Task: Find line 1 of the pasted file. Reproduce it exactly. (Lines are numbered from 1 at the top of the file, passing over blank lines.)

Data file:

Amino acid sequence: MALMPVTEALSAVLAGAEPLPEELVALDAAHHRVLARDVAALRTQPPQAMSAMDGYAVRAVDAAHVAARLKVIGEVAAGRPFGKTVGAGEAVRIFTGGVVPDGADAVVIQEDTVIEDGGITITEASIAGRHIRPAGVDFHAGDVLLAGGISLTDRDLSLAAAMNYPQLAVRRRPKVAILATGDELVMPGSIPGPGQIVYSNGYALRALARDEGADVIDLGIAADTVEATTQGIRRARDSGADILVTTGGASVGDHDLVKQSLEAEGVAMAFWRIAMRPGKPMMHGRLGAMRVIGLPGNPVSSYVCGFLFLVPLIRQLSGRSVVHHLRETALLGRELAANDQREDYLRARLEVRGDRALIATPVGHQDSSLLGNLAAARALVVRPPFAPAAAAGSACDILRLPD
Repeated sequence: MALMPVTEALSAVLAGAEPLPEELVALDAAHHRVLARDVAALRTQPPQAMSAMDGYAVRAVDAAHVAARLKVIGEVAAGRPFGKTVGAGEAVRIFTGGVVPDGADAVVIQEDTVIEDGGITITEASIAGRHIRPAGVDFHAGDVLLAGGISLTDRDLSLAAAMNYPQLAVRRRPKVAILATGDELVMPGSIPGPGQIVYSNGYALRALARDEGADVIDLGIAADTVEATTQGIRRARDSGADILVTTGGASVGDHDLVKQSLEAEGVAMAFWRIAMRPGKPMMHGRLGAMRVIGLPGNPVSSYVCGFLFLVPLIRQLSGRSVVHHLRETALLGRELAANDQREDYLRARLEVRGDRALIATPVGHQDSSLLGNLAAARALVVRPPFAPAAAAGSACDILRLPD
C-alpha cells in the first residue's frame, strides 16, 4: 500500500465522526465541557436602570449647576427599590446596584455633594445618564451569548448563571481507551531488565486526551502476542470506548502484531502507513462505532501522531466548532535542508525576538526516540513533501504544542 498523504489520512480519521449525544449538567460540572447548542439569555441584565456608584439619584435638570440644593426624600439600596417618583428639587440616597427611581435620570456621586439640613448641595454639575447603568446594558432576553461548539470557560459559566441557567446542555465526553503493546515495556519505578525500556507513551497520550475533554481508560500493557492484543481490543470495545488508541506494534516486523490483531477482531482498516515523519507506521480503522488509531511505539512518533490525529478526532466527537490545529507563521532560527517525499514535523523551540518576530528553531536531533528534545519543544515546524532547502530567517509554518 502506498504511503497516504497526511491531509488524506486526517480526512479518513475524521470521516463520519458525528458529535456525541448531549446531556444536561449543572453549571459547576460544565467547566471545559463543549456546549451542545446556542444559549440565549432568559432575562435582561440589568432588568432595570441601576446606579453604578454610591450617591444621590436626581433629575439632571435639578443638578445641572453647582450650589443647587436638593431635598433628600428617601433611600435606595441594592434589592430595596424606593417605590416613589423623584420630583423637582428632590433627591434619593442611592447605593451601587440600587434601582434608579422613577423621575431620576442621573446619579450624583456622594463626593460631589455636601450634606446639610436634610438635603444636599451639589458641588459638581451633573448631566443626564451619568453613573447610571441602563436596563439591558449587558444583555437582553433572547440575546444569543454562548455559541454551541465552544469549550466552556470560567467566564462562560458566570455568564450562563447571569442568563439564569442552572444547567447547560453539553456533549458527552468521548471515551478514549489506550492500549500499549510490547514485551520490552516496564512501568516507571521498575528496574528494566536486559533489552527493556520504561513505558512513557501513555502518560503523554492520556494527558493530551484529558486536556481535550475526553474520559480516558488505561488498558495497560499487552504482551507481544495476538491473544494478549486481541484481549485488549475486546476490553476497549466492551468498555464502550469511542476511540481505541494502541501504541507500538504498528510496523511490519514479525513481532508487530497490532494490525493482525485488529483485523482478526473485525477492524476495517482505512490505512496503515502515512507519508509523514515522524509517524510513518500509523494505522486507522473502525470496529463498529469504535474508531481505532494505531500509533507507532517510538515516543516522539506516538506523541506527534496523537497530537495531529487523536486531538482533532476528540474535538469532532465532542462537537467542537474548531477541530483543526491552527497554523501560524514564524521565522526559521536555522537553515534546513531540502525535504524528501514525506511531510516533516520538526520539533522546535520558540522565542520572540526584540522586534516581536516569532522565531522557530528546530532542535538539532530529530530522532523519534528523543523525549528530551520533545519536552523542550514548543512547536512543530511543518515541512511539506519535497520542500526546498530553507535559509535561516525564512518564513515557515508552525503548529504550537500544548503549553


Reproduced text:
Amino acid sequence: MALMPVTEALSAVLAGAEPLPEELVALDAAHHRVLARDVAALRTQPPQAMSAMDGYAVRAVDAAHVAARLKVIGEVAAGRPFGKTVGAGEAVRIFTGGVVPDGADAVVIQEDTVIEDGGITITEASIAGRHIRPAGVDFHAGDVLLAGGISLTDRDLSLAAAMNYPQLAVRRRPKVAILATGDELVMPGSIPGPGQIVYSNGYALRALARDEGADVIDLGIAADTVEATTQGIRRARDSGADILVTTGGASVGDHDLVKQSLEAEGVAMAFWRIAMRPGKPMMHGRLGAMRVIGLPGNPVSSYVCGFLFLVPLIRQLSGRSVVHHLRETALLGRELAANDQREDYLRARLEVRGDRALIATPVGHQDSSLLGNLAAARALVVRPPFAPAAAAGSACDILRLPD